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Words that begin with E for Easter

by | Apr 13, 2020 | Resurrection | 0 comments

Read: 1 Corinthians 15:3-8

For I delivered to you as of first importance what I also received: that Christ died for our sins in accordance with the Scriptures, that he was buried, that he was raised on the third day in accordance with the Scriptures, and that he appeared to Cephas, then to the twelve. Then he appeared to more than five hundred brothers at one time, most of whom are still alive, though some have fallen asleep. Then he appeared to James, then to all the apostles. Last of all, as to one untimely born, he appeared also to me.


Thanks to the social distancing, I listened and watched at least part of more than a half dozen Easter services from one coast to the other. One service featured an interview with Lee Strobel, author of The Case for Easter, A Journalist Investigates Evidence for the Resurrection. When asked to summarize his findings, Strobel responded with what he referred to as the Four E’s.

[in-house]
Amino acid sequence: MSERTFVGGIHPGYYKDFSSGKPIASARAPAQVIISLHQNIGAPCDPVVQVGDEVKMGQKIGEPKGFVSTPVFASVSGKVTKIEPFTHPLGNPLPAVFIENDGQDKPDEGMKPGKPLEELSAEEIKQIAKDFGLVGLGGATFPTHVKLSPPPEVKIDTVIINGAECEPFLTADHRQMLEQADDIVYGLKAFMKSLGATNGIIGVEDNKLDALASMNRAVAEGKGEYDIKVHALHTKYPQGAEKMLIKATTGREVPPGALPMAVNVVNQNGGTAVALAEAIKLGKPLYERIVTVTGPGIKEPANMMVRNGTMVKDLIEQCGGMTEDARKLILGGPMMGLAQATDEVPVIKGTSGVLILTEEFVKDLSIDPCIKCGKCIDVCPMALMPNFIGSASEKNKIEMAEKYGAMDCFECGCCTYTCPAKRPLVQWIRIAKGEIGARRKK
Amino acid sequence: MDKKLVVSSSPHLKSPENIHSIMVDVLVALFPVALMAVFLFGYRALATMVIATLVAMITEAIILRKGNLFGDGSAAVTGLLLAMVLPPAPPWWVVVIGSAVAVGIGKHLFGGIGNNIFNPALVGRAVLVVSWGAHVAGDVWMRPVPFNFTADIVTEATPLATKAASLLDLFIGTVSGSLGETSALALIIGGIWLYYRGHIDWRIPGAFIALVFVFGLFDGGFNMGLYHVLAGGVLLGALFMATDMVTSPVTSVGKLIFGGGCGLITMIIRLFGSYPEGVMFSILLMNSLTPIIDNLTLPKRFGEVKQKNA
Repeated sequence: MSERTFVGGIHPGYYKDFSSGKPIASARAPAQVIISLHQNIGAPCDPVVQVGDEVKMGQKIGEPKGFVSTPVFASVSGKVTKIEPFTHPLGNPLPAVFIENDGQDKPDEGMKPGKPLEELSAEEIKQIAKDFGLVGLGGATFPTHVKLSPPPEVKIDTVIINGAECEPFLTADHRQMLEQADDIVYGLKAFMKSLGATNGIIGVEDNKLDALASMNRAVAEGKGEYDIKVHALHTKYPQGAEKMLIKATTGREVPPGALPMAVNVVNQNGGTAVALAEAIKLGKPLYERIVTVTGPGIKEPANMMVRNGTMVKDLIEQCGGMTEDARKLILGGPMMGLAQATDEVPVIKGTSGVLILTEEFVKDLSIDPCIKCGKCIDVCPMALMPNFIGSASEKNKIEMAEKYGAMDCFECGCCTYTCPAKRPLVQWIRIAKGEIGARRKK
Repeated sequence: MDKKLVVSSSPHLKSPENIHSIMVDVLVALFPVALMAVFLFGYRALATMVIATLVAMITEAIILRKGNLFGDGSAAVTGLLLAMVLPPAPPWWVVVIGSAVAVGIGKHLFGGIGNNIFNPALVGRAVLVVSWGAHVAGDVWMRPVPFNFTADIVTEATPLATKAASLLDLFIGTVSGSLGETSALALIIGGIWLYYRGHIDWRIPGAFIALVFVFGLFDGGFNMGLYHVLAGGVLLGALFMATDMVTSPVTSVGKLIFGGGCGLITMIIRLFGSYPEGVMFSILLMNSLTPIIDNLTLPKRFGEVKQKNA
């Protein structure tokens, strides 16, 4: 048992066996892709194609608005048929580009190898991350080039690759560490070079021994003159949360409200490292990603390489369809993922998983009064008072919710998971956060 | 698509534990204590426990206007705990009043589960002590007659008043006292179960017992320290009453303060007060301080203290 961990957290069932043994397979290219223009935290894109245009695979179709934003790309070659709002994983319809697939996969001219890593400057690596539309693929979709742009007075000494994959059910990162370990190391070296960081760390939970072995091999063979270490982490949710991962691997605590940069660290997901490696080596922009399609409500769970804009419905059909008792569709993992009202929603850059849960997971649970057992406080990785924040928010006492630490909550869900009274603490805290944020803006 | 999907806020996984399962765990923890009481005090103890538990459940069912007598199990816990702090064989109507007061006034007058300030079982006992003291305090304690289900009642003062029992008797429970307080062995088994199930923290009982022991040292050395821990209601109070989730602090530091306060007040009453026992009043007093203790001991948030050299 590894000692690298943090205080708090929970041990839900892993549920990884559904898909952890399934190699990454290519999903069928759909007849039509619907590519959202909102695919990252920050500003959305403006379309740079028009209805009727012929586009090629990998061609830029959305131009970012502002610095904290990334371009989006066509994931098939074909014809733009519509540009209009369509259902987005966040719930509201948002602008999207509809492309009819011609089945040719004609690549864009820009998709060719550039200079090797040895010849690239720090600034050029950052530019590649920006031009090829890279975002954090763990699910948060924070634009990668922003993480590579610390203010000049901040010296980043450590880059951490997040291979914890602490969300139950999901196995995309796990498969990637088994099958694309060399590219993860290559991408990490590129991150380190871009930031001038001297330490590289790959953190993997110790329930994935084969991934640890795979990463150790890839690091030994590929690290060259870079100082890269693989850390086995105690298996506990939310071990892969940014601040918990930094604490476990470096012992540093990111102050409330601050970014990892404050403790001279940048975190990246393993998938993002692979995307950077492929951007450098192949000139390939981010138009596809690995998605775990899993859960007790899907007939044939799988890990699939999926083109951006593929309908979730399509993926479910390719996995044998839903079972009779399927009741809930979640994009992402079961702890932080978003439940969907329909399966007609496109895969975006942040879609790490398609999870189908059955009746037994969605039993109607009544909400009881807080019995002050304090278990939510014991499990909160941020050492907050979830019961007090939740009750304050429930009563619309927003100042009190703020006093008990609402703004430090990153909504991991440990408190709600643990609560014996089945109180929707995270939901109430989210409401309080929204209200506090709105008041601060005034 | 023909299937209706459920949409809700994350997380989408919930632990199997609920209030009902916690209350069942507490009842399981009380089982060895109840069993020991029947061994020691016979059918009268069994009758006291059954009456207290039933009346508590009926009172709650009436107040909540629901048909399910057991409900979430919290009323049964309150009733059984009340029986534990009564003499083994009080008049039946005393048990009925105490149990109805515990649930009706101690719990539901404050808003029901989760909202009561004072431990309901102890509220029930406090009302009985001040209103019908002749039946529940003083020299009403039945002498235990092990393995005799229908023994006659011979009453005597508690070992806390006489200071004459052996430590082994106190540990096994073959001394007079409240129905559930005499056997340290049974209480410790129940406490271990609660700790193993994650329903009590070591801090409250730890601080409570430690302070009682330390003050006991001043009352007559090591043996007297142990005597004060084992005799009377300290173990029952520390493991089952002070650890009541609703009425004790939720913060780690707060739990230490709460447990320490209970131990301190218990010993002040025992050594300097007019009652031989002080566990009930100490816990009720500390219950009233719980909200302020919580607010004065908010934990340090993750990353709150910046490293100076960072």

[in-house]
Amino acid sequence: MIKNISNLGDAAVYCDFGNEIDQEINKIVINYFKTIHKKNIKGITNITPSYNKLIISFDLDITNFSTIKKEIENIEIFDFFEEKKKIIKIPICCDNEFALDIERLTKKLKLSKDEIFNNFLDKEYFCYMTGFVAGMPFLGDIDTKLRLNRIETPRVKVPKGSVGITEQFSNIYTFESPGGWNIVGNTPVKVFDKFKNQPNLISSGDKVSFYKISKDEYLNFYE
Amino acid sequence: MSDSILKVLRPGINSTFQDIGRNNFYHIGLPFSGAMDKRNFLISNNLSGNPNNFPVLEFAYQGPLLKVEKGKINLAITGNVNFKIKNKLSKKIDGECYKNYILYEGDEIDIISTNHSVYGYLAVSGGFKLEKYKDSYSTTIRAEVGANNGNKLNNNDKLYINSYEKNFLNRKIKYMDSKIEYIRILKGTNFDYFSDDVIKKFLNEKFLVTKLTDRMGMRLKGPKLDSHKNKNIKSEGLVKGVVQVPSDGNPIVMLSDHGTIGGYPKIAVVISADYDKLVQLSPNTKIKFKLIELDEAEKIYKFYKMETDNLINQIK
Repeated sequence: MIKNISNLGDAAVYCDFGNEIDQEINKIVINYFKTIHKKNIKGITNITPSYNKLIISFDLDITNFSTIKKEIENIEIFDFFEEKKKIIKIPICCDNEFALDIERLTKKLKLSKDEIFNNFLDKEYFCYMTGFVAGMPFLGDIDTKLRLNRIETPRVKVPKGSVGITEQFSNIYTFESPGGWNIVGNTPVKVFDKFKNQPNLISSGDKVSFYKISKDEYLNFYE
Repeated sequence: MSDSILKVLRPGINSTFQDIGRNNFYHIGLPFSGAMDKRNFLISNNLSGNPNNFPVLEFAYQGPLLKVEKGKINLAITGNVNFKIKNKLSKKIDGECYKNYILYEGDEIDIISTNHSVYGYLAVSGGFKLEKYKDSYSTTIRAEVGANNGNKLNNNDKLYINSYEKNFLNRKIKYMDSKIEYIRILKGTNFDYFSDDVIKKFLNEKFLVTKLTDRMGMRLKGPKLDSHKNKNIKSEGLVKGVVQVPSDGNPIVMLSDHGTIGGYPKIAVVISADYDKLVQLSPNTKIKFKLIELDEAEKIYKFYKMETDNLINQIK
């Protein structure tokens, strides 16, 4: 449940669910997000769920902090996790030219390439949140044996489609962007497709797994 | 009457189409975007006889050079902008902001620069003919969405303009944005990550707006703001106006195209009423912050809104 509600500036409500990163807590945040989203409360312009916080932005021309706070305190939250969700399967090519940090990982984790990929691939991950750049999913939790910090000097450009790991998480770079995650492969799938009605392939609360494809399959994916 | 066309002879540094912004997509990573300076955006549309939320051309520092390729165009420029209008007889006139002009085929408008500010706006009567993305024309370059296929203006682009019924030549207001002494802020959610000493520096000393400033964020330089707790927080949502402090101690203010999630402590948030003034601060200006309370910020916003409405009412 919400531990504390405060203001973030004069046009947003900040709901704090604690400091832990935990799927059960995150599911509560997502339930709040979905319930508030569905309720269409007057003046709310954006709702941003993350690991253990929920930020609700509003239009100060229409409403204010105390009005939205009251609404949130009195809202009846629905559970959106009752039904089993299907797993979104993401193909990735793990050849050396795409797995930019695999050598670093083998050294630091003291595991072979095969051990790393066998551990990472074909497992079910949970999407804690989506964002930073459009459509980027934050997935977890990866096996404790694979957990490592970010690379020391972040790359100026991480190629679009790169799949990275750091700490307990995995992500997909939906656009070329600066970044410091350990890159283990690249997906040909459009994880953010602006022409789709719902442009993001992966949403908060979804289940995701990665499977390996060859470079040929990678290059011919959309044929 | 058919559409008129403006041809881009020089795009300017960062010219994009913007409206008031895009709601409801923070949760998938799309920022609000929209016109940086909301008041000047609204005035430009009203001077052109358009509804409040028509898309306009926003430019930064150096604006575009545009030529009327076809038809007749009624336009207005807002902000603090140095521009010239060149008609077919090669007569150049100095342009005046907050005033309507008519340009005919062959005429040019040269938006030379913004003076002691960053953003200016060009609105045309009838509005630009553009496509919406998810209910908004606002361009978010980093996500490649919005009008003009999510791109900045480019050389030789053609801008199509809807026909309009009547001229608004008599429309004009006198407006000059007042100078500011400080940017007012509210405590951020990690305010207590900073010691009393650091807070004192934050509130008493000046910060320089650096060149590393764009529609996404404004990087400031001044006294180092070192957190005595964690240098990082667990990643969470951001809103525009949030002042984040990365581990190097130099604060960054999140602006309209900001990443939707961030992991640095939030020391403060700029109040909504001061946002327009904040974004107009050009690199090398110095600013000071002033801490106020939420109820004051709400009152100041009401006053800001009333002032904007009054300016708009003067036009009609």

• Execution: The early Christian creed Paul mentions in the verses above, confirm what is known by both the supporters and enemies of Christ. He was publicly crucified and died.


  • Early: Some skeptics have maintained that the story of the resurrection was a legend developed long after all of the eyewitnesses of risen Christ were long gone, but read the passage above. Paul’s words were written roughly thirty years after Christ’s death and resurrection and so there wasn’t time to develop as a legend.


  • Empty: The tomb where Jesus was laid to rest was empty on the third day. Followers know that He is risen, but even the enemies of Christ acknowledged the tomb   was empty and created their own version of events as an attempted coverup (Matthew 28:11-15)


  • Eyewitnesses: In the passage above, Paul names specific people who could be called as eyewitnesses.


Each year around Easter, I review 1 Corinthians 15, hoping it will encourage and strengthen the faith of those who read along with these daily thoughts. Want to read more? Check out Strobel’s The Case for Easter here.






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